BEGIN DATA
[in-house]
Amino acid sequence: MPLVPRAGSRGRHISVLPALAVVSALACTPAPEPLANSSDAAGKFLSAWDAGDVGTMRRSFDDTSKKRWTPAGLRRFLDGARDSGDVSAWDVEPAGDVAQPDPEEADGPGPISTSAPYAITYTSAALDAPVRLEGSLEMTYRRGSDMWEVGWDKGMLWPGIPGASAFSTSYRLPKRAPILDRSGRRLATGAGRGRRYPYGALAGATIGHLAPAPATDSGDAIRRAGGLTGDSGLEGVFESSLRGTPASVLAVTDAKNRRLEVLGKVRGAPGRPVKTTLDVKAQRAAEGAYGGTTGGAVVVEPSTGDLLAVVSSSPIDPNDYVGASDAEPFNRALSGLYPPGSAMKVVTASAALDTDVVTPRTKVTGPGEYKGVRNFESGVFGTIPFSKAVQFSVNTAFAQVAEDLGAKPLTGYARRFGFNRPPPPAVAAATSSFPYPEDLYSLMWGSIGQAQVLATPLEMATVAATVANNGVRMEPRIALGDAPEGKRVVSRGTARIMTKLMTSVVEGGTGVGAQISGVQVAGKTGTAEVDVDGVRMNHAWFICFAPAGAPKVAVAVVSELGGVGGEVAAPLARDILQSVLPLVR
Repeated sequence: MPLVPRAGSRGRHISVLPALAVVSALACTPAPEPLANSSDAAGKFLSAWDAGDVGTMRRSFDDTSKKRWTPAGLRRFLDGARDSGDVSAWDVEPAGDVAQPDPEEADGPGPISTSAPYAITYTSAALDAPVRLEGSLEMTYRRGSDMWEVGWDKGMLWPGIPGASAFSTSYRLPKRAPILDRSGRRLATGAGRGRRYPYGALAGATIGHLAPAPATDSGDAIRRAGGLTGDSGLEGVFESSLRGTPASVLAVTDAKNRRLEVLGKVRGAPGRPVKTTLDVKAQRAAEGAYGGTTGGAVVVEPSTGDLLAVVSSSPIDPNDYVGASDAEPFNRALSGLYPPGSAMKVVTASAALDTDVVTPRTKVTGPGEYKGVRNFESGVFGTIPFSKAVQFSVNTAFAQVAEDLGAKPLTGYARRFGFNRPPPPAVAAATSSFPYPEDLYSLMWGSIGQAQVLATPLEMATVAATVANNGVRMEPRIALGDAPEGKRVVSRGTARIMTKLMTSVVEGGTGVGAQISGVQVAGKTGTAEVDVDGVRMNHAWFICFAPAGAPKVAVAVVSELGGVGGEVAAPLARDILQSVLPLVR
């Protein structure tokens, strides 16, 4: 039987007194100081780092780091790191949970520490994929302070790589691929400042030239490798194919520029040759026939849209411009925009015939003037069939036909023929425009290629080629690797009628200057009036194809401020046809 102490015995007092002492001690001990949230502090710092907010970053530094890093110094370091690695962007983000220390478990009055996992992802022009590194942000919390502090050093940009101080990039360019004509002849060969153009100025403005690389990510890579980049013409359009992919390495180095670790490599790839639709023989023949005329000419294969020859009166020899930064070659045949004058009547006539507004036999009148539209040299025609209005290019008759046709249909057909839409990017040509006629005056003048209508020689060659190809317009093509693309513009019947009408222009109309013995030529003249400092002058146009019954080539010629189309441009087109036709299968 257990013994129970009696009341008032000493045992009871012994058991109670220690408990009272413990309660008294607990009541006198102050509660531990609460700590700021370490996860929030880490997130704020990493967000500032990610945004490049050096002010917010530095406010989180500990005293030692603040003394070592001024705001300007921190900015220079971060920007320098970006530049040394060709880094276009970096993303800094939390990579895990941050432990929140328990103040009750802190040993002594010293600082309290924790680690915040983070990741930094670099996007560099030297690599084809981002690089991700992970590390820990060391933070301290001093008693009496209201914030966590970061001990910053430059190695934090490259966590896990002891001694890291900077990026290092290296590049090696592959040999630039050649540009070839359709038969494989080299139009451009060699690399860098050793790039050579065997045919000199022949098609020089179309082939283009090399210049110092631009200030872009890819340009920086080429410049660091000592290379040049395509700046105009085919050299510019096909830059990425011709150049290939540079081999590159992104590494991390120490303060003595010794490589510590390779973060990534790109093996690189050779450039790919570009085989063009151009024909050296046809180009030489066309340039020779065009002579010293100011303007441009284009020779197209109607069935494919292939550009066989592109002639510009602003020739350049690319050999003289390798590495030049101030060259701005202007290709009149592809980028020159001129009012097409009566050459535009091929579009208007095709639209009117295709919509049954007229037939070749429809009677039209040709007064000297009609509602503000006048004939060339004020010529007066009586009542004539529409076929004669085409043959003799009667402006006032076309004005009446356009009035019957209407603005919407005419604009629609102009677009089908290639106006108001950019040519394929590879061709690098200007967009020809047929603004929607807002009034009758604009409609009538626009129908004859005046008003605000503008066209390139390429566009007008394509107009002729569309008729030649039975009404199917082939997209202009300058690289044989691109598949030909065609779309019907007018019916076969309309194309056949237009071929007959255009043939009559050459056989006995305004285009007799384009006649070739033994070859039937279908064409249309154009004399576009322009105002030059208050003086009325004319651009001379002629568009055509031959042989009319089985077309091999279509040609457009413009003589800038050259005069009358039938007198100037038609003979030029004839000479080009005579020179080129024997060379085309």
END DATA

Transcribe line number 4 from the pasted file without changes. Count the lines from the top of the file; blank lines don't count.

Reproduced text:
């Protein structure tokens, strides 16, 4: 039987007194100081780092780091790191949970520490994929302070790589691929400042030239490798194919520029040759026939849209411009925009015939003037069939036909023929425009290629080629690797009628200057009036194809401020046809 102490015995007092002492001690001990949230502090710092907010970053530094890093110094370091690695962007983000220390478990009055996992992802022009590194942000919390502090050093940009101080990039360019004509002849060969153009100025403005690389990510890579980049013409359009992919390495180095670790490599790839639709023989023949005329000419294969020859009166020899930064070659045949004058009547006539507004036999009148539209040299025609209005290019008759046709249909057909839409990017040509006629005056003048209508020689060659190809317009093509693309513009019947009408222009109309013995030529003249400092002058146009019954080539010629189309441009087109036709299968 257990013994129970009696009341008032000493045992009871012994058991109670220690408990009272413990309660008294607990009541006198102050509660531990609460700590700021370490996860929030880490997130704020990493967000500032990610945004490049050096002010917010530095406010989180500990005293030692603040003394070592001024705001300007921190900015220079971060920007320098970006530049040394060709880094276009970096993303800094939390990579895990941050432990929140328990103040009750802190040993002594010293600082309290924790680690915040983070990741930094670099996007560099030297690599084809981002690089991700992970590390820990060391933070301290001093008693009496209201914030966590970061001990910053430059190695934090490259966590896990002891001694890291900077990026290092290296590049090696592959040999630039050649540009070839359709038969494989080299139009451009060699690399860098050793790039050579065997045919000199022949098609020089179309082939283009090399210049110092631009200030872009890819340009920086080429410049660091000592290379040049395509700046105009085919050299510019096909830059990425011709150049290939540079081999590159992104590494991390120490303060003595010794490589510590390779973060990534790109093996690189050779450039790919570009085989063009151009024909050296046809180009030489066309340039020779065009002579010293100011303007441009284009020779197209109607069935494919292939550009066989592109002639510009602003020739350049690319050999003289390798590495030049101030060259701005202007290709009149592809980028020159001129009012097409009566050459535009091929579009208007095709639209009117295709919509049954007229037939070749429809009677039209040709007064000297009609509602503000006048004939060339004020010529007066009586009542004539529409076929004669085409043959003799009667402006006032076309004005009446356009009035019957209407603005919407005419604009629609102009677009089908290639106006108001950019040519394929590879061709690098200007967009020809047929603004929607807002009034009758604009409609009538626009129908004859005046008003605000503008066209390139390429566009007008394509107009002729569309008729030649039975009404199917082939997209202009300058690289044989691109598949030909065609779309019907007018019916076969309309194309056949237009071929007959255009043939009559050459056989006995305004285009007799384009006649070739033994070859039937279908064409249309154009004399576009322009105002030059208050003086009325004319651009001379002629568009055509031959042989009319089985077309091999279509040609457009413009003589800038050259005069009358039938007198100037038609003979030029004839000479080009005579020179080129024997060379085309």